Use Luring - begin teaching basic commands. Since most dogs eat and like food, luring is a perfectly acceptable way to start learning behaviors like 'sit,' 'down,' or 'stay.' It is critical that you are not using voice commands right away, especially during the decompression period. Hearing lots of humans saying words with different inflections, pitches, and loudness is very likely to cause stress for your new dog at a time when they should be relaxing or playing most of the time. Let your dogs learn these new behaviors by just following your hand gestures. It is optional to start luring by having the treat in your hand at first so that your dog may predict what happens if they follow your simple but consistent hand motions. The idea will be, over time, to 'fade the lure.’ Keep upping the criteria slowly to stimulate your dog mentally. Keep training sessions short, maybe a few repetitions and avoid continuing to train when either you or your dog becomes frustrated. If a step doesn't work, back up, make it easier! Lower the criteria and your dog will get it! You will also be learning about what motions dogs usually understand without verbal commands. Once the motions are recognizable, you can begin to give the behavior a name like sit or down. One of the great things about learning the hand signals first is, even if your dog becomes hearing impaired or becomes deaf, you will still have effective communication!

Walking Nicely on a Leash - this is something everyone wants from their dogs. It can also be one of the more difficult behaviors to train. Always keep in mind, racing ahead and pulling means it is way more stimulating for the dog to be out front and investigating its environment. The challenge is how you can compete with all this stimulation. What can you do to keep your dog interested in stationing near you as you walk? Have something so amazing and fantastic to eat that your dog decides the best place to be is right next to you. You don't have to worry, it will not make your dog fat to train with food. Whatever gets eaten can be subtracted from the very next meal. This stationing behavior can be taught by redirecting the dogs' attention back to you and then proceeding on the walk to reinforce the desired position. Remember, having your dog at the end of and pulling on the leash means trouble ahead. Avoid letting your dog feel like a tight leash is normal, and you begin to understand why loose leash walking is the best choice and an excellent idea for both of you to stay safe.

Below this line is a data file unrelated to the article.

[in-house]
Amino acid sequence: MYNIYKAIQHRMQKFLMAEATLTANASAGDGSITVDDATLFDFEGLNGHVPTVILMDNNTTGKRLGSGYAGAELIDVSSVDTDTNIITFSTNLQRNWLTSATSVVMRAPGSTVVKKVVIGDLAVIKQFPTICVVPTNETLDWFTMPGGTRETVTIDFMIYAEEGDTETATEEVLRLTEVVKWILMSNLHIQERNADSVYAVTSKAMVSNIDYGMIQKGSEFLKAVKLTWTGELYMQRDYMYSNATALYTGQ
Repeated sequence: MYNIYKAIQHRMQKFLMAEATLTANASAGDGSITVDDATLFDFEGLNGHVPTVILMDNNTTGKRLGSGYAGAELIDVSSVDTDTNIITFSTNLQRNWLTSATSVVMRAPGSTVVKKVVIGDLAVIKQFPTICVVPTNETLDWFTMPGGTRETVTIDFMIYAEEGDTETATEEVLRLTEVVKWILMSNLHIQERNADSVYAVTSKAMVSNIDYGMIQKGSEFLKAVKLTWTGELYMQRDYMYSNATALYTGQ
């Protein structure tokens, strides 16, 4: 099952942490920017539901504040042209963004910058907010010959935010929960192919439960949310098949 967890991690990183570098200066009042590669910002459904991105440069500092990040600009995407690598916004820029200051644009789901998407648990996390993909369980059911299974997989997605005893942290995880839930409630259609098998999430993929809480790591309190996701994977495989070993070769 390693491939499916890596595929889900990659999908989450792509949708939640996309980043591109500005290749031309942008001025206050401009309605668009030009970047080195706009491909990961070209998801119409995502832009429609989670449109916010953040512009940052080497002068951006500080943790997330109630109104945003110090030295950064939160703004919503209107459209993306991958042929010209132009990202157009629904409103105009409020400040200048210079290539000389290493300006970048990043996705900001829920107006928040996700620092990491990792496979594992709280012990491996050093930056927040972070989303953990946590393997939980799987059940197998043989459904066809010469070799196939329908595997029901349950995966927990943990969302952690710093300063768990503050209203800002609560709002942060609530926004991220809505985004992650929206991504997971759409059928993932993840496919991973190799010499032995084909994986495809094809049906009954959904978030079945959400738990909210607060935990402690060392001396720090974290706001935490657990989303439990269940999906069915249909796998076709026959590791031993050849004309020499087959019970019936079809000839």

Training Polite Greetings - redirect and curb that excess energy! There are lots of ideas about why dogs jump up when they greet other dogs or humans. Regardless of the real reasons, it is generally not considered polite when children or anyone with mobility issues meets a dog, and the dog is jumping all over them. Until your dog can learn to remain calm or sit during greetings, we would recommend the supervised use of leashes, even indoors. If your dog is having trouble staying calm, let their behavior guide your training efforts. When your dog can't remain seated or be still, it is time to create distance from whatever is causing this reaction. Back off and maybe toss treats from a short distance. Your dog will learn that the way to get attention is to be calm and even wait in one place to get what they want, your undivided attention and love!

Learning the recommended behaviors will not always be easy. Your attention, time, and the cooperation of those who live with you are necessary and required for successful outcomes. Will you need help to get the job done? We all need help sometimes, and there are lots of great trainers out there who know how to train all of these essential behaviors. Maybe you are comfortable with starting on your own. The important thing is to begin the journey. When you need help, don't hesitate to contact one of our recommended trainers. If you are considering a trainer, be prepared to interview them and ask for a written training plan. Ask for credentials, just like you would for any professional service.